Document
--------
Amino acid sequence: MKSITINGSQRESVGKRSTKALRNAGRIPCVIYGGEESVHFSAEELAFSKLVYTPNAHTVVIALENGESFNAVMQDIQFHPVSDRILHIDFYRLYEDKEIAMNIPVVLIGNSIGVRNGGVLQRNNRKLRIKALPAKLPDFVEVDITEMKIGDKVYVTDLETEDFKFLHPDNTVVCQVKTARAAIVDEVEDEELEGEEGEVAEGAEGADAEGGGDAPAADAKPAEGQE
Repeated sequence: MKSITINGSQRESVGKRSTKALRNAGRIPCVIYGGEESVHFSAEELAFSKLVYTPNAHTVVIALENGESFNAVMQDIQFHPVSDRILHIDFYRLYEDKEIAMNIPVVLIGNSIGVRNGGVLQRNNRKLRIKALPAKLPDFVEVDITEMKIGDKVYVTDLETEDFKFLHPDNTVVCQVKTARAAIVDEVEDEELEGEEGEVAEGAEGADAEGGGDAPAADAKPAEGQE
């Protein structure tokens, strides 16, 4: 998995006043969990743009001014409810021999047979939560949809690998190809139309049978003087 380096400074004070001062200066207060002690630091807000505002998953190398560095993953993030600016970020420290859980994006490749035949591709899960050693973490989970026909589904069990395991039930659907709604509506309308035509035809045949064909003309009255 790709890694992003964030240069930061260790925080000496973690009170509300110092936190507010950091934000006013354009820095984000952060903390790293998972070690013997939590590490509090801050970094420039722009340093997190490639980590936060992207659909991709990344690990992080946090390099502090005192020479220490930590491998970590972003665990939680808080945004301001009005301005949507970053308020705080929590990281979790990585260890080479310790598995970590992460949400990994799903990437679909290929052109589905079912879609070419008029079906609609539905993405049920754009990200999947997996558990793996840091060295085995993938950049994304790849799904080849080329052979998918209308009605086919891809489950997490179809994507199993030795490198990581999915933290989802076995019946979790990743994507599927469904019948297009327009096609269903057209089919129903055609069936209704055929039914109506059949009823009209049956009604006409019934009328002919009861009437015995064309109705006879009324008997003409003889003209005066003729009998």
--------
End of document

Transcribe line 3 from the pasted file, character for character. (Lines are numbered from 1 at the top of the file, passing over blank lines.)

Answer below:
């Protein structure tokens, strides 16, 4: 998995006043969990743009001014409810021999047979939560949809690998190809139309049978003087 380096400074004070001062200066207060002690630091807000505002998953190398560095993953993030600016970020420290859980994006490749035949591709899960050693973490989970026909589904069990395991039930659907709604509506309308035509035809045949064909003309009255 790709890694992003964030240069930061260790925080000496973690009170509300110092936190507010950091934000006013354009820095984000952060903390790293998972070690013997939590590490509090801050970094420039722009340093997190490639980590936060992207659909991709990344690990992080946090390099502090005192020479220490930590491998970590972003665990939680808080945004301001009005301005949507970053308020705080929590990281979790990585260890080479310790598995970590992460949400990994799903990437679909290929052109589905079912879609070419008029079906609609539905993405049920754009990200999947997996558990793996840091060295085995993938950049994304790849799904080849080329052979998918209308009605086919891809489950997490179809994507199993030795490198990581999915933290989802076995019946979790990743994507599927469904019948297009327009096609269903057209089919129903055609069936209704055929039914109506059949009823009209049956009604006409019934009328002919009861009437015995064309109705006879009324008997003409003889003209005066003729009998």